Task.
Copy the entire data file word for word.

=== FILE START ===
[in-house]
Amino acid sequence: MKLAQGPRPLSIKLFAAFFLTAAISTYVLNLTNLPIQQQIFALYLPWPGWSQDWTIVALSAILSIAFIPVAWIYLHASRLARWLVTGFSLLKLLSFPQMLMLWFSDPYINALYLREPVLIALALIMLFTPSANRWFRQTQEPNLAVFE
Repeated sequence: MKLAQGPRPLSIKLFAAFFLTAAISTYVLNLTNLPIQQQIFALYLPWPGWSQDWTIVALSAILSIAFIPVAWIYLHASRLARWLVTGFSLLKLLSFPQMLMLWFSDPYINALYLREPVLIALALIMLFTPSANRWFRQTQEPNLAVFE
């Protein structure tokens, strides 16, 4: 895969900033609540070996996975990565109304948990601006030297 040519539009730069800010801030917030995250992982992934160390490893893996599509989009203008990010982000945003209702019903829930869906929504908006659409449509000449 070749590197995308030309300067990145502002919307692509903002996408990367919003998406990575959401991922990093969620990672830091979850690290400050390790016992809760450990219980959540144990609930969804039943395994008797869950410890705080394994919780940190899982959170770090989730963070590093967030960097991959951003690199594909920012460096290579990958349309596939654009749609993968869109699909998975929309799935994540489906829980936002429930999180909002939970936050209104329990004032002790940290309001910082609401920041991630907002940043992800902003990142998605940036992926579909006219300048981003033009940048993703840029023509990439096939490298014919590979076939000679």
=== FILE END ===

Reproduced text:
[in-house]
Amino acid sequence: MKLAQGPRPLSIKLFAAFFLTAAISTYVLNLTNLPIQQQIFALYLPWPGWSQDWTIVALSAILSIAFIPVAWIYLHASRLARWLVTGFSLLKLLSFPQMLMLWFSDPYINALYLREPVLIALALIMLFTPSANRWFRQTQEPNLAVFE
Repeated sequence: MKLAQGPRPLSIKLFAAFFLTAAISTYVLNLTNLPIQQQIFALYLPWPGWSQDWTIVALSAILSIAFIPVAWIYLHASRLARWLVTGFSLLKLLSFPQMLMLWFSDPYINALYLREPVLIALALIMLFTPSANRWFRQTQEPNLAVFE
């Protein structure tokens, strides 16, 4: 895969900033609540070996996975990565109304948990601006030297 040519539009730069800010801030917030995250992982992934160390490893893996599509989009203008990010982000945003209702019903829930869906929504908006659409449509000449 070749590197995308030309300067990145502002919307692509903002996408990367919003998406990575959401991922990093969620990672830091979850690290400050390790016992809760450990219980959540144990609930969804039943395994008797869950410890705080394994919780940190899982959170770090989730963070590093967030960097991959951003690199594909920012460096290579990958349309596939654009749609993968869109699909998975929309799935994540489906829980936002429930999180909002939970936050209104329990004032002790940290309001910082609401920041991630907002940043992800902003990142998605940036992926579909006219300048981003033009940048993703840029023509990439096939490298014919590979076939000679």